A construction site in Sun Valley was recently the site of a workplace accident that left two workers with minor injuries. The early afternoon incident on November 6 happened when a wall fell, injuring the two men. They were transported to the local medical center, one with undisclosed injuries and the other with a leg injury, but both were treated and released the same day.
The regional OSHA director said that a preliminary investigation would be launched, which is probably a good thing since the published account of the accident leaves some doubt over what actually happened. Both workers received some medical treatment, but the president of operations for the contracting firm employing them stated that this was done only out of “an abundance of caution” and claimed that there were no actual injuries. He may have used an abundance of caution when choosing his words to describe the accident, saying that “The wall didn’t fall on them. They were struck by it.”
Three years ago, another falling wall in the same residential development project fell with more serious consequences: One man died and four others were injured. The contractors involved ultimately received two citations each and a total of under $12,000 in fines from OSHA. The description of the wall collapse in the more recent incident seems surprisingly similar to what happened then.
The man who died in the 2014 incident was buried and crushed by the collapsed wall. One of the injured men was also crushed, while the others were hurt when they jumped clear of the collapse (which was on the second floor). These two situations—crushed by a collapsing structure or hurt in a fall—are two of the top causes of death for construction workers. They’re part of what OSHA refers to as the “Fatal Four,” which accounted for two-thirds (64 percent) of on-the-job deaths in the construction industry in 2015.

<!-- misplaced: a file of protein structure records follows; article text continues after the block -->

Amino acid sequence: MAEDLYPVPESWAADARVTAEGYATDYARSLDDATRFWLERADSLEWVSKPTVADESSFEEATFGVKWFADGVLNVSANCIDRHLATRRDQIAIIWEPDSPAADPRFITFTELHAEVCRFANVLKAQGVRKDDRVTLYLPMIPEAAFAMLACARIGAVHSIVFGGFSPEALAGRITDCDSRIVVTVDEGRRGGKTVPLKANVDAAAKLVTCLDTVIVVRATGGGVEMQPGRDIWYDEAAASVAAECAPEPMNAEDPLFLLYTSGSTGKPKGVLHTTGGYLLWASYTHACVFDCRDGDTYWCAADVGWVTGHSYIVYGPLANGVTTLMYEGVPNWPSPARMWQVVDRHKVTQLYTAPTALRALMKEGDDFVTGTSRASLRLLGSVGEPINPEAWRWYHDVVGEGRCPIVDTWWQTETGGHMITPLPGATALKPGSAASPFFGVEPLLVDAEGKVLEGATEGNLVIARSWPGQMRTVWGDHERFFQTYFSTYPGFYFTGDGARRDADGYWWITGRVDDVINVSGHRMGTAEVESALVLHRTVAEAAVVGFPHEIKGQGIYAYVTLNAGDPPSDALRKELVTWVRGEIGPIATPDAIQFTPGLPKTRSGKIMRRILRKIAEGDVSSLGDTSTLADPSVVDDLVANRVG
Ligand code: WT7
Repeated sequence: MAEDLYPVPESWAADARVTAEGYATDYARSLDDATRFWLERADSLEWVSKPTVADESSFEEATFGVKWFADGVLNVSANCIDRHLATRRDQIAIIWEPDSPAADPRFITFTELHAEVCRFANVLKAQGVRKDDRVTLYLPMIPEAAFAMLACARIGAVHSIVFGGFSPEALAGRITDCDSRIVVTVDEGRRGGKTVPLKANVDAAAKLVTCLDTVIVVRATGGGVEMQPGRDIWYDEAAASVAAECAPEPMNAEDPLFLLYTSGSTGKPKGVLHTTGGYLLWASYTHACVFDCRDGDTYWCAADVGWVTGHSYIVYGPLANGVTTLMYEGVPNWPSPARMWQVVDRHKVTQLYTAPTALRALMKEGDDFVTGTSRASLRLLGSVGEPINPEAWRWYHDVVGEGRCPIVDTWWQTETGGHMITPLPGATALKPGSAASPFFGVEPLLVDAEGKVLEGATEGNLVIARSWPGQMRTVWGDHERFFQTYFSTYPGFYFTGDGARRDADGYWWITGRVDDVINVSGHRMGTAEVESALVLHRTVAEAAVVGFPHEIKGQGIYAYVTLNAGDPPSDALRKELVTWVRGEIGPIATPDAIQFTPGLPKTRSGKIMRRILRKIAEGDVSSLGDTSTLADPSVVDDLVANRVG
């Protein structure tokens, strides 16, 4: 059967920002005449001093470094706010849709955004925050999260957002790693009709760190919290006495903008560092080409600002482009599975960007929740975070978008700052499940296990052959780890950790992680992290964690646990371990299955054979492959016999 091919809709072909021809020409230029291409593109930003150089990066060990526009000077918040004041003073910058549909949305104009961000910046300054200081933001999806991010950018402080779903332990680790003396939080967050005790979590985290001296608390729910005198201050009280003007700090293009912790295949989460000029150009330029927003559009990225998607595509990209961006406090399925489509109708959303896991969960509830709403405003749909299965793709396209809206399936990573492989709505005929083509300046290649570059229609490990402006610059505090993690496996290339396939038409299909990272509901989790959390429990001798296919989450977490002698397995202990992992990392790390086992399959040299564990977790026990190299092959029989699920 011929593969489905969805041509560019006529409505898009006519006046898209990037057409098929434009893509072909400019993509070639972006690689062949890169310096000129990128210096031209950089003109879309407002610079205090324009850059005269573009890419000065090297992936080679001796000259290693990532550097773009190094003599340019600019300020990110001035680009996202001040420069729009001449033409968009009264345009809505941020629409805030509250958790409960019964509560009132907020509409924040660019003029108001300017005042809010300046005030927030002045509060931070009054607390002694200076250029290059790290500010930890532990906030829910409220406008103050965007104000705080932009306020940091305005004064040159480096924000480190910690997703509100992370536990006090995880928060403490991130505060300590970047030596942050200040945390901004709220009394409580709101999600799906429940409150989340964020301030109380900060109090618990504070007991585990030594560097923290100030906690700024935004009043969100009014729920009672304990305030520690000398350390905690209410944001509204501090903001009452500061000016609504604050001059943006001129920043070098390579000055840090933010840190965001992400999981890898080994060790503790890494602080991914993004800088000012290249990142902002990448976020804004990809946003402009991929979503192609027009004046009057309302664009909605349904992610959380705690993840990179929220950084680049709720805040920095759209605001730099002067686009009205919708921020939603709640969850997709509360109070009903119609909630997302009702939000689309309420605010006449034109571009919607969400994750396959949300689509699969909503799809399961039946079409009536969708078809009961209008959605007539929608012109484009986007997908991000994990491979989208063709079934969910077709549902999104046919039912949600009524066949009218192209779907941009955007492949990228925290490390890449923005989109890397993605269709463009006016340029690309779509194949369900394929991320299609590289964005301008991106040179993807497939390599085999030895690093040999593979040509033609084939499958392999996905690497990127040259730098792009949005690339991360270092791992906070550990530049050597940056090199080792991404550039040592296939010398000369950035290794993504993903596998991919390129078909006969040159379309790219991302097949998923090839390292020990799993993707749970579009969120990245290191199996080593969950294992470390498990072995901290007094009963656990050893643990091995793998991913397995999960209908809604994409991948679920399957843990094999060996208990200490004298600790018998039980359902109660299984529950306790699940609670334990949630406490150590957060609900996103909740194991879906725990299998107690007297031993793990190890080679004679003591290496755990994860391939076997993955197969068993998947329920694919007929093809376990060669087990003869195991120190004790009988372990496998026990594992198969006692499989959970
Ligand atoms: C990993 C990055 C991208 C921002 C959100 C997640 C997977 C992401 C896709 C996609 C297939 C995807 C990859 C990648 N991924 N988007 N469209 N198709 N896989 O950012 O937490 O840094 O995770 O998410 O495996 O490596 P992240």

A total of 937 workers died while working in construction that year, more than 20 percent of all worker fatalities (4,379). By sheer numbers, jobs in construction-related fields remain the most dangerous. Injury statistics aren’t well documented, but in 2015, Idaho saw a total of thirty-six on-the-job deaths, including four in construction. The situation here is unusual, in that we see more deaths in mining, forestry, and similar occupations because a higher proportion of Idaho jobs involve natural resource industries than most other states.
When you’ve been injured on the job, you want to be made whole. That means not only making a speedy recovery, but also getting compensation for any lost wages and income, as well as all future medical expenses related to the injury. It’s important to hold responsible those who allowed the injury to happen through negligence or unsafe practices. That’s why you need an experienced construction accident attorney on your side.
Craig Swapp & Associates has helped many clients successfully resolve their construction accident injury cases, and we offer a free consultation to every client to discuss their specific case. Launch the LiveChat feature from any page of this website for more information, or contact us online through the form below or by phone at 1-800-404-9000 today to schedule an appointment for a free consultation.